I used to think that I could learn to toss off remarks on the Internet. This post is my 20th at Bounded Science. But I have 24 un-posted drafts.
I recall ever-so-clearly copying sentences from the board when I was in the first grade. The other students had finished all ten, and I was on my fifth. The anxiety and shame I felt were incredible. I’ve since studied psychology and had some counseling. But I cannot begin to explain what was going on with that little guy.
I took the Scholastic Aptitude Tests back when there was no penalty for wrong answers. Although I knew to stop agonizing and start guessing when time was running out, I could not bring myself to do it. I left fairly large numbers of questions unanswered, and ended up with high (“DaveScot”) scores anyway.
Please don’t take this as backhanded bragging. My birthday is coming soon, and how little I’ve produced is weighing heavily on me. “To those whom much is given, much is expected.” I might have another 20 or 30 years in which my brain works well, and I’m wondering how to turn my life around.
The greater the scrutiny I expect a piece of writing to receive, the greater the problems I have with it. Writing for a journal ties me in knots. No matter that I see mediocre stuff in journals all the time, I can’t let go the notion that my own submission has to be absolutely fabulous.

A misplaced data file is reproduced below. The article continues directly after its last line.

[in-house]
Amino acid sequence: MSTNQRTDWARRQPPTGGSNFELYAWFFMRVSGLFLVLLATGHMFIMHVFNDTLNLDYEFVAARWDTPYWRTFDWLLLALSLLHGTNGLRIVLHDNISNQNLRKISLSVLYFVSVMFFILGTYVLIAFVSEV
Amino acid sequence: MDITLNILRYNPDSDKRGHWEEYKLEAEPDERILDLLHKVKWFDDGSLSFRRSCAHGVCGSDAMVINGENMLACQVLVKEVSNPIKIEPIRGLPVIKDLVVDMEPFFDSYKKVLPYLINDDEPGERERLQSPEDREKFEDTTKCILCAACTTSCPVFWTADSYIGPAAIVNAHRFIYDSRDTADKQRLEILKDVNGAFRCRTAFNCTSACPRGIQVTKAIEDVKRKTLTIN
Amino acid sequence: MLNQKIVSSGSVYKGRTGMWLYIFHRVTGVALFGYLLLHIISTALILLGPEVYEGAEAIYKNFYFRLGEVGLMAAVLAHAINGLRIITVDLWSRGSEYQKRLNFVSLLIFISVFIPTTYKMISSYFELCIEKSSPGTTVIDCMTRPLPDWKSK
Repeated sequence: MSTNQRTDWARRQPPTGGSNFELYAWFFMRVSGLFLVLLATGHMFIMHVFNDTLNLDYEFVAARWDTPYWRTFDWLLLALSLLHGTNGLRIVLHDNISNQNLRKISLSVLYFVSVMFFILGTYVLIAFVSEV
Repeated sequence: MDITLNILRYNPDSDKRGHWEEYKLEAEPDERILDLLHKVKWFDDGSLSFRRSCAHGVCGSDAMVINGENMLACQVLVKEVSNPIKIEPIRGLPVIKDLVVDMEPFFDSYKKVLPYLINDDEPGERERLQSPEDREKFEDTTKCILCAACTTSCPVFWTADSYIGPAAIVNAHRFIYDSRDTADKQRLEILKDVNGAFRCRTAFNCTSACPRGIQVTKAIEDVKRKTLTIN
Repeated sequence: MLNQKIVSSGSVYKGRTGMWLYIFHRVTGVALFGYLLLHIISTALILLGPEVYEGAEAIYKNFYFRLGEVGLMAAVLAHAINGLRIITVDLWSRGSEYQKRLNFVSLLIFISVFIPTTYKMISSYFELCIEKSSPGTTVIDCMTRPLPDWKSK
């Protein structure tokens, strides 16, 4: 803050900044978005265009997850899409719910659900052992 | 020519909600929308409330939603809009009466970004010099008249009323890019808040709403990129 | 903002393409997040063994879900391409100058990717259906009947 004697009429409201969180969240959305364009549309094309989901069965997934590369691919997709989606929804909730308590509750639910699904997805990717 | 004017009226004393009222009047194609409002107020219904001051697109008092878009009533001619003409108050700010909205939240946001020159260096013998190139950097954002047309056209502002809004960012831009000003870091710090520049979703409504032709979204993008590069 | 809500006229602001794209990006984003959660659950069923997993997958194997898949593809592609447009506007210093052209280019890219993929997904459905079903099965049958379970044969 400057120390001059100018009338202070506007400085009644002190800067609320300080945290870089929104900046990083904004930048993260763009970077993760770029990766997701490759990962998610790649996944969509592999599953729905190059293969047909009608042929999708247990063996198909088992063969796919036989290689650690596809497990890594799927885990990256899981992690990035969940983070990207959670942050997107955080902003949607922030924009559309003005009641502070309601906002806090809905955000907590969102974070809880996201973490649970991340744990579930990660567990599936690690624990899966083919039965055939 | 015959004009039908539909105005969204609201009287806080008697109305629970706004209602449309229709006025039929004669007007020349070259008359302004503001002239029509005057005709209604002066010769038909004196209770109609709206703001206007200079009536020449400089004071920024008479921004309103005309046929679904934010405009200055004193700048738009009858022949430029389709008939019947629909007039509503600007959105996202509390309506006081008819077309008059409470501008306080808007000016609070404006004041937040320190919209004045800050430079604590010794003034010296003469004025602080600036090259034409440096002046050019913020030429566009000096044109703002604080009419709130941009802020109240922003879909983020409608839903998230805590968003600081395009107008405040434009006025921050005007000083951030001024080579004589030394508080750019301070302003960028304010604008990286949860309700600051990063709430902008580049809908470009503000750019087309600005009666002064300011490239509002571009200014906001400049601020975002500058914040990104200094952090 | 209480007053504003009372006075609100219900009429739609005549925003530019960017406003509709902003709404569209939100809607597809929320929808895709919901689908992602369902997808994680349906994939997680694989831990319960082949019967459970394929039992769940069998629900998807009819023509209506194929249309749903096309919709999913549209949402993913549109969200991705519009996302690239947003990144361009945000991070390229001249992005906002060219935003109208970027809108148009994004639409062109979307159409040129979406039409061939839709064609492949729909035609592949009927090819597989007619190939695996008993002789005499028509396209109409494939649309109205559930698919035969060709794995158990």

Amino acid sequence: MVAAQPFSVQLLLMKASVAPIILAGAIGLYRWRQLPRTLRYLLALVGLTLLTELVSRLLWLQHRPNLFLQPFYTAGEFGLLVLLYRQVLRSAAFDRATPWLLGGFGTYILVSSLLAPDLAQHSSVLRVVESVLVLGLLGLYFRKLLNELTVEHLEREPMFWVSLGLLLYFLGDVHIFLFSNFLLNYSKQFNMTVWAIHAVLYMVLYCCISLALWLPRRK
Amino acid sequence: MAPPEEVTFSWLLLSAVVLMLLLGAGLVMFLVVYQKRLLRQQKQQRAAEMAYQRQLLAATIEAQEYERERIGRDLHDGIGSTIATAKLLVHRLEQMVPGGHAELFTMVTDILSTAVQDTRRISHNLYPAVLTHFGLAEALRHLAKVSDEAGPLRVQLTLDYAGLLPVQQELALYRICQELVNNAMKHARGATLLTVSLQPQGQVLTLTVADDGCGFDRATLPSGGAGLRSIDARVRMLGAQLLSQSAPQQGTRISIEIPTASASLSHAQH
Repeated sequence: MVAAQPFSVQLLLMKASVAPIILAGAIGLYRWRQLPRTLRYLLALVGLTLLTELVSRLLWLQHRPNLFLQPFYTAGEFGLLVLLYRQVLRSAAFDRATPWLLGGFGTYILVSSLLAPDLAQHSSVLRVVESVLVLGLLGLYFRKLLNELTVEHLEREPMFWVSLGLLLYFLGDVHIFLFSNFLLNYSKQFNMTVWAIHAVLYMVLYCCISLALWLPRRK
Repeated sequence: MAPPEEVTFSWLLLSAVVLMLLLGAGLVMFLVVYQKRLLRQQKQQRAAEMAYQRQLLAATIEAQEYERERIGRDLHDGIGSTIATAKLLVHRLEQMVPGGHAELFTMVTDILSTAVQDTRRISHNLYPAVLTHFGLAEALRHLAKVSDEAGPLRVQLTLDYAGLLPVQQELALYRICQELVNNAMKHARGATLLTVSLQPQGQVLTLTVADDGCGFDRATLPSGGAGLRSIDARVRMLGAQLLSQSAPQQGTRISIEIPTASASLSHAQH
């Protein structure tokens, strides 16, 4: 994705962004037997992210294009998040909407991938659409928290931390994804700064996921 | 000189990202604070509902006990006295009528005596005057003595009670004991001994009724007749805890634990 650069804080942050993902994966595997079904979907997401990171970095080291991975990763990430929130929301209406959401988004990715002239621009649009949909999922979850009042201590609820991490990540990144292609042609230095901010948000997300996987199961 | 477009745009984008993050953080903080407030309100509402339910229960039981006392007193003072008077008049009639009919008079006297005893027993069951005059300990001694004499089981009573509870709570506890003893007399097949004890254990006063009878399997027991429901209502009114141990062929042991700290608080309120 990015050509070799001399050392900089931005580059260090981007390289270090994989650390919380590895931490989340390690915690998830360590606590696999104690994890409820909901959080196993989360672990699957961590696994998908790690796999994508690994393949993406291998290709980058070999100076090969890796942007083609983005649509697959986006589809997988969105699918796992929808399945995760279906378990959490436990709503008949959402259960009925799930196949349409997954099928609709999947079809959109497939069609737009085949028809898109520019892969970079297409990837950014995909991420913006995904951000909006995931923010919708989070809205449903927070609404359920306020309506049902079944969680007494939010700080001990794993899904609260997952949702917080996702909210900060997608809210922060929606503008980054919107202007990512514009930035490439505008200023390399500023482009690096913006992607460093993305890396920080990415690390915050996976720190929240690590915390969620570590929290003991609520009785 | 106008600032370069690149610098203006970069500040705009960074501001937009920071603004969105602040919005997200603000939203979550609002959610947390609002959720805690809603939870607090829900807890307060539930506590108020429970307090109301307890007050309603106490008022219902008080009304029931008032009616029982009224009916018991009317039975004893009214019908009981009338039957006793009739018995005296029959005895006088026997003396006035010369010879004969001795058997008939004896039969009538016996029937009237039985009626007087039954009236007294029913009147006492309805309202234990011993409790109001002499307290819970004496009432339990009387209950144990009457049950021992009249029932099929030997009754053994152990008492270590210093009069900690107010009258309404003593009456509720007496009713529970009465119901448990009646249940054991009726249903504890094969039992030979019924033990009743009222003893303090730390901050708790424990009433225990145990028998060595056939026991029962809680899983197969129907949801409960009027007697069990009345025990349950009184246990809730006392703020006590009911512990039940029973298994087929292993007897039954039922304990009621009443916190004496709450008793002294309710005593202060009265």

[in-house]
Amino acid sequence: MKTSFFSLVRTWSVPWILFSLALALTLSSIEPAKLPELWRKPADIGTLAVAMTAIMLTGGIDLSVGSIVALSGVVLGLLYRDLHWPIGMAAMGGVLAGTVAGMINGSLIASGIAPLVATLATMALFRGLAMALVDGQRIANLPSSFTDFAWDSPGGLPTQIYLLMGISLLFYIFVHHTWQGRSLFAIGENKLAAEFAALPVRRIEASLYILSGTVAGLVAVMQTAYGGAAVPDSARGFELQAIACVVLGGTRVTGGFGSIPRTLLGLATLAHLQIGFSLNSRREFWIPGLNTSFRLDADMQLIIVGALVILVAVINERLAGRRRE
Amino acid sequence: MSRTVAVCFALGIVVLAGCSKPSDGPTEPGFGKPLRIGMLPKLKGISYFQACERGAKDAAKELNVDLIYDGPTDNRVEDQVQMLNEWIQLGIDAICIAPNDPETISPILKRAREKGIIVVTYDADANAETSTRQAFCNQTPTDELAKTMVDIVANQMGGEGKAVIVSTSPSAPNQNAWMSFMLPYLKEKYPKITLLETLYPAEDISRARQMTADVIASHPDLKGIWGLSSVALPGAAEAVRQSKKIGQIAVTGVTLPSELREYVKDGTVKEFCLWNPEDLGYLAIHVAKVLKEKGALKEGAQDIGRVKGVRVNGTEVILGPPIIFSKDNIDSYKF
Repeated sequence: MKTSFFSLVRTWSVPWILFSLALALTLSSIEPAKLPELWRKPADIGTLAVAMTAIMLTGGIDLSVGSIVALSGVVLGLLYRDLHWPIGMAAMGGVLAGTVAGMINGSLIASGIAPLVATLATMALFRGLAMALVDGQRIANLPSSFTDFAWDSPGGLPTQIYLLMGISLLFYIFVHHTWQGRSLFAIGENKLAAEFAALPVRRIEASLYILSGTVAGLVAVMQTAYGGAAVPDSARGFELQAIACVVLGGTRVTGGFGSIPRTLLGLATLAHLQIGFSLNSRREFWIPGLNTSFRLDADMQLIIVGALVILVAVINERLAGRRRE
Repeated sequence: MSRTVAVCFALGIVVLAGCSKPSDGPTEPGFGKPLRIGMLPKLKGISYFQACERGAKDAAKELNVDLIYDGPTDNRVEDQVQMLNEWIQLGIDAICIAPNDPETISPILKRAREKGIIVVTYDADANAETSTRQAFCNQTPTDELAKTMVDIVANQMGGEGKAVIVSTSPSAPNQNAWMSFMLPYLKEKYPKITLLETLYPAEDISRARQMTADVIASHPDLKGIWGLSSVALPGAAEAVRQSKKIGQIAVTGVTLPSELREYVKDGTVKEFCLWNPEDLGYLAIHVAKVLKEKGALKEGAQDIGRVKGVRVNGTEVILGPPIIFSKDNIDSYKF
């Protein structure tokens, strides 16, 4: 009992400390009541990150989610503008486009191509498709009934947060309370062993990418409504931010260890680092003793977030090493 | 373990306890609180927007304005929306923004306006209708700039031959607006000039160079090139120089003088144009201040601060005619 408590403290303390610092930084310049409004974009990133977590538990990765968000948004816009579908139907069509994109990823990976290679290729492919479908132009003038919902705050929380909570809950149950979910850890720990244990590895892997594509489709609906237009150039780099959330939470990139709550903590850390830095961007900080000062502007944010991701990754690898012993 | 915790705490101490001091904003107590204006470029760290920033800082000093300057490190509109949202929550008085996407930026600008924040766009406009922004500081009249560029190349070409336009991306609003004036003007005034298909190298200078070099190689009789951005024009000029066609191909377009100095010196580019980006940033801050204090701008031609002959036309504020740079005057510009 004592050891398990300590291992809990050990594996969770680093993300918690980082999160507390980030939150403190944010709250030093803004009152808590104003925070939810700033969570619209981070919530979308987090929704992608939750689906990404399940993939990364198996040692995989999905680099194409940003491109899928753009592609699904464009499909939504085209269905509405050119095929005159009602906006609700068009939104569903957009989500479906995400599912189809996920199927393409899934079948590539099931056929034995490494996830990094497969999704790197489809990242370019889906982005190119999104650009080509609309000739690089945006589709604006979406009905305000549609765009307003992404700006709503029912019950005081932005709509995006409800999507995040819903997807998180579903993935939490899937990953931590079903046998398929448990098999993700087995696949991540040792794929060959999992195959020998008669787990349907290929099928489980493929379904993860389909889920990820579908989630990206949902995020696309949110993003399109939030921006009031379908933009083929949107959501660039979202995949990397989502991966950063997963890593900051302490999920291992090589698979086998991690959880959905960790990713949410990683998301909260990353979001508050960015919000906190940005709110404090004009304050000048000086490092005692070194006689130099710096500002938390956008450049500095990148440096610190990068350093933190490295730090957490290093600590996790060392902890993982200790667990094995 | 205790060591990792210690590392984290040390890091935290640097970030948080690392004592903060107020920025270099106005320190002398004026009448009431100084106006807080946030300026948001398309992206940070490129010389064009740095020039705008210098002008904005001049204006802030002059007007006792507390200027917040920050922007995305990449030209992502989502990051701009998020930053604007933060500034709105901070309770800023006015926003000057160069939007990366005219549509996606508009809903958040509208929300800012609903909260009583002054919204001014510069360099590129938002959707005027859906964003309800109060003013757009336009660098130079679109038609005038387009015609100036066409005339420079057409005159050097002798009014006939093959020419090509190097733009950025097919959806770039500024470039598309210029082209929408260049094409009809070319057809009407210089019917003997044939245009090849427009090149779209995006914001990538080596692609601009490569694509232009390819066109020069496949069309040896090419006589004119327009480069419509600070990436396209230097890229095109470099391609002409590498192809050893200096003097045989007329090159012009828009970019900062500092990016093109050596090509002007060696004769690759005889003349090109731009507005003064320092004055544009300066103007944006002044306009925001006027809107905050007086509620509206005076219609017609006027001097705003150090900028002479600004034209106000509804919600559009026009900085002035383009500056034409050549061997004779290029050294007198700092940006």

The more I struggle to make my work fabulous, the worse it gets. The best prose I’ve turned out is, unfortunately, my dissertation (1990). What made it different? After gathering data compulsively, I had only a month to do the writing. There was a job in the offing, and my wife and son were depending on me. So I forced out a certain number of pages each day, revising little. Every now and then, I flip the book open, and find myself asking, “Is that really my work?”
I get annoyed when people like Dembski weigh my c.v. I’m well aware of my horribly low output. But anybody who attempts to diminish me when I speak about the area of research I’ve focused upon for 15 years has problems greater than my own.
I’ve begun writing a special post — a highly accessible presentation of my current understanding of “no free lunch” in optimization. Dembski and Marks are pushing an interpretation of the classic NFL theorem that is precisely backwards, and my goal is to get most of you to understand it better than they do. But let’s plan on my post being far from perfect, and on its improving with feedback from you.